For years, we as a society have largely refused to deal with a very basic question: why is the rate of autism skyrocketing in the West, up 200 per cent in less than two decades, with one in every 68 children diagnosed on the autistic spectrum?
What the authorities have vehemently concentrated on is what they don’t believe may be causing it. It can’t be caused by the measles-mumps-rubella (MMR) vaccine, says the medical profession and mainstream media. It can’t be caused by wheat or dairy intolerances, or heavy metal, say the Big Food and dental industries.
To try to explain this sudden epidemic, we’ve reverted to two old chestnuts. The first is there’s no actual increase in the incidence of autism; we’re just better at diagnosing it.
We also lay the blame on a bad genetic toss of the dice, some sort of (increasingly common) genetic aberration.
While we may be a bit better at recognizing the spectrum of autism than we might have been decade ago, that cannot account for the sheer percentage of modern children showing up with severe symptoms of physical, mental and emotional abnormalities compared to a few generations ago.
And the facile explanation blaming genes ignores the fact that some 80 percent of children on the spectrum have a normal genome.
Clearly something else is going on here.
One mom’s journey
In 1998, Karen, a massage and cranial-sacral holistic therapist living in San Luis Obispo, California, watched helplessly as Jacob, her happy, outgoing two-year-old, regressed in development, turned introverted and became highly oppositional virtually overnight.
For years, Karen tried and failed to find experts on the subject, until she realized that she would have to become expert herself. It took her a decade to discover that her child had ASD.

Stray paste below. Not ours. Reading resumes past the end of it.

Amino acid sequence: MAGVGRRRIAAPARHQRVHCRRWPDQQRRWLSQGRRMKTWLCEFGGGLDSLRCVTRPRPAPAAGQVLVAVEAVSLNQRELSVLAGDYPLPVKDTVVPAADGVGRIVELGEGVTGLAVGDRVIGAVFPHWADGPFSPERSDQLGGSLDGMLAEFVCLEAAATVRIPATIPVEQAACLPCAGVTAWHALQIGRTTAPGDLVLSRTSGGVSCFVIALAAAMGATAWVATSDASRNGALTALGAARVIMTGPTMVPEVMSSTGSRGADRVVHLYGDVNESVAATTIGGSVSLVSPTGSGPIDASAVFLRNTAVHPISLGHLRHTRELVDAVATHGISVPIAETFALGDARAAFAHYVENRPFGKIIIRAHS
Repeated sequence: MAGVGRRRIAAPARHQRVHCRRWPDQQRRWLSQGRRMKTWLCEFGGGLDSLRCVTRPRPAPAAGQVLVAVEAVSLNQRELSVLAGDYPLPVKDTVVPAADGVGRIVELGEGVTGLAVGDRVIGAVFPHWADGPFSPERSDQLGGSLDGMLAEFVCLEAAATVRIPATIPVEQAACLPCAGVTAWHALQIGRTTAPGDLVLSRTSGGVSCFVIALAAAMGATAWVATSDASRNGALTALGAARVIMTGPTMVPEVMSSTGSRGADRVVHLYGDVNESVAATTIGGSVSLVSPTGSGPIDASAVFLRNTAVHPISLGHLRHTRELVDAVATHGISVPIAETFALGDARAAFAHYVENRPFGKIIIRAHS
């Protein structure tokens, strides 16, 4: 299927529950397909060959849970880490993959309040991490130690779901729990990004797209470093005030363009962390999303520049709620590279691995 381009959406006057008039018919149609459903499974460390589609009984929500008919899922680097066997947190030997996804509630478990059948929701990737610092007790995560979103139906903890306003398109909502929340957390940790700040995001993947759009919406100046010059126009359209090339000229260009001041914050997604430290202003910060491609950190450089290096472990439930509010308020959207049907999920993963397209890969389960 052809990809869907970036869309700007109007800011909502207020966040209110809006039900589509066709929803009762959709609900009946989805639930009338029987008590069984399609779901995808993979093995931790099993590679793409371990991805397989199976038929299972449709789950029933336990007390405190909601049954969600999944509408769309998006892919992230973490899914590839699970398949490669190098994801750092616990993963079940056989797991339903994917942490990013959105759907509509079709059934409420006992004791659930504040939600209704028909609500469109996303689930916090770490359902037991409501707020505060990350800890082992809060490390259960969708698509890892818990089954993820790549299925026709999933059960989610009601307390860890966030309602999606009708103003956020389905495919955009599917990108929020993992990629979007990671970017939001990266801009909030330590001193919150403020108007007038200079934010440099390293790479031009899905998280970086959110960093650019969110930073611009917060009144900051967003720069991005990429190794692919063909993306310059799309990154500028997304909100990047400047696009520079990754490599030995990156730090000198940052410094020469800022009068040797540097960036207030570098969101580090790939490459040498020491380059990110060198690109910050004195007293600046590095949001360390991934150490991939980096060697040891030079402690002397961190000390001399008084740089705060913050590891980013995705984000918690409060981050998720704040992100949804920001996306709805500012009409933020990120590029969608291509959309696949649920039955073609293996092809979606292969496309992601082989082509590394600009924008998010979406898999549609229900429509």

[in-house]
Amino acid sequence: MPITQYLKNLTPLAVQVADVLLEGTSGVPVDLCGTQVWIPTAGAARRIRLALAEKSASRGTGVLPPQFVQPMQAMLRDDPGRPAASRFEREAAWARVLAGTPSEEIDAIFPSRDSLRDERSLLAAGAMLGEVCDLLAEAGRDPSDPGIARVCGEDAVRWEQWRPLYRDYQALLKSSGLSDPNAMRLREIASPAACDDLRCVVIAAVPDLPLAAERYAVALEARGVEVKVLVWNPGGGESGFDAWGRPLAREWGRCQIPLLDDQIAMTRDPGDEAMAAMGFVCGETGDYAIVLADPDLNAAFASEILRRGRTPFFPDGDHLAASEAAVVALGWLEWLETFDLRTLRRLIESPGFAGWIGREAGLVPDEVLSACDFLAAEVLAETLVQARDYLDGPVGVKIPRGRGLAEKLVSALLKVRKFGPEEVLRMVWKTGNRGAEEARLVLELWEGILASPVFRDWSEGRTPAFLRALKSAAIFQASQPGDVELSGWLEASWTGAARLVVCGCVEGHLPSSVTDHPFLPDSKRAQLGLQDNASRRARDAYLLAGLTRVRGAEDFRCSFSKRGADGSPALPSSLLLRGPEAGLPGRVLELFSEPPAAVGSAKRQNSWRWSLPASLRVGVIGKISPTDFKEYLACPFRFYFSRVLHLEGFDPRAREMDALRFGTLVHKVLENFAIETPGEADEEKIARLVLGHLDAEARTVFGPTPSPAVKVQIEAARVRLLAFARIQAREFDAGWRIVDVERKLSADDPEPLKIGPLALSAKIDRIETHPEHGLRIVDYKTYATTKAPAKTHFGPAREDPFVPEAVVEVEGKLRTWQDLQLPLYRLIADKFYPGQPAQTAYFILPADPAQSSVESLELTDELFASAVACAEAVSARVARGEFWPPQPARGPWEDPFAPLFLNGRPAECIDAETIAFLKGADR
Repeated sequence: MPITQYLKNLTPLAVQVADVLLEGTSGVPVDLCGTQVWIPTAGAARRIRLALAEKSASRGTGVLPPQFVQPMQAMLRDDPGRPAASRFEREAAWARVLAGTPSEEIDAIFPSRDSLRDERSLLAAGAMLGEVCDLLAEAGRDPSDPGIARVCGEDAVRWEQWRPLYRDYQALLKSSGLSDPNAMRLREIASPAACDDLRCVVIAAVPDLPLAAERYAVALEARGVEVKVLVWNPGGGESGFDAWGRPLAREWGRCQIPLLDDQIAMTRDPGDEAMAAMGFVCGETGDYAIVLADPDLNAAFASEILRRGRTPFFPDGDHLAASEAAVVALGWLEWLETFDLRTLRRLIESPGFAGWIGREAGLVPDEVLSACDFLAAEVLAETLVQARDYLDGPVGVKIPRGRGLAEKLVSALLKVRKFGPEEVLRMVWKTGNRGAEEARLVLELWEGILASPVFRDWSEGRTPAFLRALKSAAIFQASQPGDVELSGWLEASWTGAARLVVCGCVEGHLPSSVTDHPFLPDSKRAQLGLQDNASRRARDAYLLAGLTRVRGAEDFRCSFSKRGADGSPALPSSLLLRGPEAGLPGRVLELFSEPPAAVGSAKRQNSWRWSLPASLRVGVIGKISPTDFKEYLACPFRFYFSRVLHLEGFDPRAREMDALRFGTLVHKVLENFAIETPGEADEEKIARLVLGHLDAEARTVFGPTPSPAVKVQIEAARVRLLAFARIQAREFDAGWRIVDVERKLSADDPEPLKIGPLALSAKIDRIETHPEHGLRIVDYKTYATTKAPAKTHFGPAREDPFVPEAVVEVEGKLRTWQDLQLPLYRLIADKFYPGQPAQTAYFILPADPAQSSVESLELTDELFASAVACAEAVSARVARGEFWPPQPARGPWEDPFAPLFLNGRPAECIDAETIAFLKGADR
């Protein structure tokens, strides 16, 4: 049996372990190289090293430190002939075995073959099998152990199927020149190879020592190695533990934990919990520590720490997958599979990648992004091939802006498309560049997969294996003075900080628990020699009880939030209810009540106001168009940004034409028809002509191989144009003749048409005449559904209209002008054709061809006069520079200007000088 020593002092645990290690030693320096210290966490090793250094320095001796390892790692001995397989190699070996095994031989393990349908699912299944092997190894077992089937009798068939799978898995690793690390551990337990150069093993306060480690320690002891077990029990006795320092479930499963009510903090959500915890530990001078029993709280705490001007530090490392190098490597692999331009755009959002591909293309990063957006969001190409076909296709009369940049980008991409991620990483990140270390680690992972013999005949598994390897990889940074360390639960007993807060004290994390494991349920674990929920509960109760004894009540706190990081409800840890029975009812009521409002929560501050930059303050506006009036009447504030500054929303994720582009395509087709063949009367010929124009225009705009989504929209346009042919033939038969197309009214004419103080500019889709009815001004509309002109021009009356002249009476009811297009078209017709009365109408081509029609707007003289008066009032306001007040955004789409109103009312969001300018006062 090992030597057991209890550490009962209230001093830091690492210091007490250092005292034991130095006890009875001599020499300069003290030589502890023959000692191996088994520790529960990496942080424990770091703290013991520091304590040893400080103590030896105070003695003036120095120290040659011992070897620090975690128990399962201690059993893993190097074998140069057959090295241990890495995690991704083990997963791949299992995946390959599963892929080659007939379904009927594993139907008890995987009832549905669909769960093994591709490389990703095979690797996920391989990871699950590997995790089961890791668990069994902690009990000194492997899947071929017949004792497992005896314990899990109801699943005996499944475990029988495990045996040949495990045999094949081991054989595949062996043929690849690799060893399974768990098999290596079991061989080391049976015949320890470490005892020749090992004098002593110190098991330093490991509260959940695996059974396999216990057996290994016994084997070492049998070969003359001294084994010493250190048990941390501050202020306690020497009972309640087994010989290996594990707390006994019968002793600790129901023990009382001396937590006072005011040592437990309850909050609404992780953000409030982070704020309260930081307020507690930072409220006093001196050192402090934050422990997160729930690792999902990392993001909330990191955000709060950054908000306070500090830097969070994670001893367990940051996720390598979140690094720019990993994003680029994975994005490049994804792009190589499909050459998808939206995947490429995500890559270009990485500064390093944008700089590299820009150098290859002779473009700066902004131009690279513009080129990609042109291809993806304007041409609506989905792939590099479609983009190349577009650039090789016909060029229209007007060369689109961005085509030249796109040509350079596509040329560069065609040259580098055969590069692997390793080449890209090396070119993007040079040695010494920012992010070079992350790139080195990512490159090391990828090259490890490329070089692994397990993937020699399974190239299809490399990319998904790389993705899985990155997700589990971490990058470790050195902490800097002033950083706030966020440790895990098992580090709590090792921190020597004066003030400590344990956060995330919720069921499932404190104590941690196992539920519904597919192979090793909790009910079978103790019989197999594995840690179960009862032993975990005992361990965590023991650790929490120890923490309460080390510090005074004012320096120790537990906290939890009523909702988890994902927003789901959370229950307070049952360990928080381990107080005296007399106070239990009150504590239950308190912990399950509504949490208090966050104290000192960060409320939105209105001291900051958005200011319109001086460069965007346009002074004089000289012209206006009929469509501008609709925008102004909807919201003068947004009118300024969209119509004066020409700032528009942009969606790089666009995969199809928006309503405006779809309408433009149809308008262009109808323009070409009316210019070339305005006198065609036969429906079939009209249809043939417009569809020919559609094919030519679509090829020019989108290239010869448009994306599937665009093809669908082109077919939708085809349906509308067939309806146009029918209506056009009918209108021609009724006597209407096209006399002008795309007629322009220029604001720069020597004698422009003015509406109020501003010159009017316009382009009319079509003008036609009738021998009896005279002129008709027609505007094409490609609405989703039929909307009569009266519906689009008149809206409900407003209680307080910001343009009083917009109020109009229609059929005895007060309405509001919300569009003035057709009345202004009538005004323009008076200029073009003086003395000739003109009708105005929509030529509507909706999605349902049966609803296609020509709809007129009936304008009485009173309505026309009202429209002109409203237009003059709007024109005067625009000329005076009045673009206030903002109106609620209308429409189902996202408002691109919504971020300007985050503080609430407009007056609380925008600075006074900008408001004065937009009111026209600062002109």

What she eventually found is that autism isn’t caused by a single insult, but by multiple environmental assaults on an immature brain. She believes that Jacob’s condition was kicked off by the hepatitis B vaccine, administered when Jacob was two, but that there were other potential factors creating a perfect storm.
During her pregnancy she’d had several amalgam fillings placed, and indeed Jacob was eventually found to have high levels of mercury.
She also suspected some sort of infection, and Jacob was eventually found to have Lyme disease, as well as certain food intolerances and a number of chemicals or refined foods that were upsetting his gut.
After 14 long years of refusing to give up, Karen reversed her Jacob’s autism. He is now a normal teenager, attending college. Karen herself gone on to become a holistic autism ‘recovery’ expert, helping many children and teens live normal lives (see: https://naturallyrecoveringautism.com/).
In her own determination to get her son well, Karen has highlighted what many autism experts have been saying for years: that autism can be caused by many environment factors in our modern, polluted, chemically laden lives.
Not a single cause
Some two decades ago, after studying some 1200 children with ASD over 11 years, the Autism Research Unit at the University of Sunderland, concluded that one cause of autism is the action of peptides outside the brain and central nervous system.
These peptides result in effects that either cause opioid activity or help to break down the opioid peptides that occur naturally within the central nervous system. Natural opioid peptides affect all high cognitive functions, and when they are at an abnormal level, can completely disrupt most higher processes within brain, including emotion, perception, cognition, mood and behavior.
Back in those days, the ARU concluded that the culprit was the gut and a lack of certain enzymes needed to break down foods like gluten and dairy. Since then, other environmental insults, such as heavy metals, parasites or bacteria have been shown to also cause gut abnormalities, allowing these peptides to make it through to the brain.
Pesticides, repeated administration of antibiotics, antidepressants and epilepsy drugs given to the mother during pregnancy—all appear to damage the gut of developing babies and children, making them susceptible to ASD.
The latest research from Columbia University's Mailman School of Public Health shows that children with persistent gastro-intestinal (GI) symptoms such as regular constipation, food intolerance or diarrhea are more than twice as likely to be autistic.
So long as we focus attention on defending the MMR or seeking out a single culprit, we fail to shed any further light on all the aspects of modern industrialized life that are damaging our children.
As Karen Thomas showed, autism can be cured with a multi-pronged approach. It’s time to stop debating and follow where the light is shining.